Dóra and I are first cousins thrice removed. Until she found me when searching for Neuwalds on the internet ten years ago, neither of us knew of the other’s existence. In 2016, she and I, along with other newly-found cousins from England, Hungary, Israel and Germany, met in Budapest Thanks to Dóra’s efforts, I am now part of an extended family whose connections had been destroyed by the Holocaust.
Quarantine diary from Finland
by Dóra Pataricza, Espoo, Finland
Espoo is Finland’s second-biggest city, with 280,000 inhabitants. Here we have been living for the past eight years. We moved to Finland eight and a half years ago from Hungary with three children, and we got the fourth child in Finland.
Today, I am starting my seventh week with my family at home. Seven weeks ago, my four kids and my husband suddenly occupied my quiet home office, where I have been researching several projects as a post-doctoral researcher. I have been working from home since January 2020 entirely, and now I have to share with my family the dining table where I usually work.
Three of our four children attend the Helsinki Jewish School, while the smallest is still attending the kindergarten. Finland’s schools have closed down on 18th March, daycares and kindergartens are still open for all the children, and parents can send their 1-3 graders to school if the parents’ jobs are critical to the functioning of society. All other kids — including my three children — receive tuition remotely. They have at least one online lesson every day. They receive assignments that need to be done individually and specific tasks they do together. Again, the Finnish school system has not let us down.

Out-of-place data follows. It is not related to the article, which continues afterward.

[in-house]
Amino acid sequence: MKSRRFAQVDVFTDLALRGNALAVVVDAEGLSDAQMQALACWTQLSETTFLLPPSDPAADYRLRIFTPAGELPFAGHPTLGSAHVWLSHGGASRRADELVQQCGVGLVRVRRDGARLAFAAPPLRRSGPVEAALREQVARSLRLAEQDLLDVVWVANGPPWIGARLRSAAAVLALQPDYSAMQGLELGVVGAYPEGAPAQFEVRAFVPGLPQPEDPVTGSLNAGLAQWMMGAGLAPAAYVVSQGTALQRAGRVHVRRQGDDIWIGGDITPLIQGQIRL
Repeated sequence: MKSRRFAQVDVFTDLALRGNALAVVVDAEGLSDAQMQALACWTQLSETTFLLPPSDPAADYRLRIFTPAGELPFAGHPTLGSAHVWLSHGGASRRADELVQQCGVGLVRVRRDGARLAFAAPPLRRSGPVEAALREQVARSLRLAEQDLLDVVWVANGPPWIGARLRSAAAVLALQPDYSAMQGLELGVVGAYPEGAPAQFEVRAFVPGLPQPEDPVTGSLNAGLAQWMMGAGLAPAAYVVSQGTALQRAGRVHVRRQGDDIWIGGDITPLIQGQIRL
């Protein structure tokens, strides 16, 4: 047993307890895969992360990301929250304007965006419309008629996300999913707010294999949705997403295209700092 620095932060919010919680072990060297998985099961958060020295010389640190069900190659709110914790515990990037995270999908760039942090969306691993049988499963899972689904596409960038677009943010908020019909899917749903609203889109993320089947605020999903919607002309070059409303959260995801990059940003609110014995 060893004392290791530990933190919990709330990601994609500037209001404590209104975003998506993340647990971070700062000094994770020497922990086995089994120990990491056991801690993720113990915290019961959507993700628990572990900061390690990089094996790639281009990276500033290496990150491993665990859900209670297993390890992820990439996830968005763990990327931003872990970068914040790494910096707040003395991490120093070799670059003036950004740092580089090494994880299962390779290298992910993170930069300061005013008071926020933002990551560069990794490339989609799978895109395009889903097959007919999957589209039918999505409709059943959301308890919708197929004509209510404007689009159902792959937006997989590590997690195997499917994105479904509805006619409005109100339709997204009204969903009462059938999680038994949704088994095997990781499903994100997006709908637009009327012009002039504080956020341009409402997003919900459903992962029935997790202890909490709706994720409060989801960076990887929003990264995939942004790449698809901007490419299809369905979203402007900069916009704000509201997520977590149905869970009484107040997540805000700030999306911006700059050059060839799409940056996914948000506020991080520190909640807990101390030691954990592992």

All children in Finland are entitled to receive lunch every day for free. We have decided that for us it is worth driving a total of 40 minutes so that we can pick up our children’s warm (and kosher) lunch for free every day. It includes a warm meal, one or two different kinds of fresh salads and bread. For us, this means less shopping, less preparation of meals. I feel an immense gratitude towards the chef and the kitchen workers of the Helsinki Jewish Community who prepare these lunches. This is the biggest help I receive nowadays.
I don’t mind staying at home. But now, with all my projects, I feel that I cannot proceed as efficiently with my work as I could if I did not have my children at home. What makes me most tired by the end of the day is the amount of talking to my children. Listening sometimes to all four of them at the same time is exhausting.
A forest surrounds us with a run track and a nature trail where one can walk around on rocks or duckboards. We go every day for long walks. The forest is a little bit more crowded than usual, but this only means that we meet 10-15 people, while on a typical day we would not meet anyone. Finland is the third most sparsely populated country in Europe, and even in Helsinki and its surroundings, life is calm usually, now even more so. Every day,, Helsinki looks like a dreary Sunday morning. There are no people on the streets at all. The health care system has been doing well; most of the people are disciplined. Anyway, it is nothing strange for Finns to keep a distance from each other. Thus it is not stressful to go to the grocery stores either.
As long as I can spend this time with my closest family surrounded by nature, where I can walk safely and freely, I do not think that I have a reason to complain.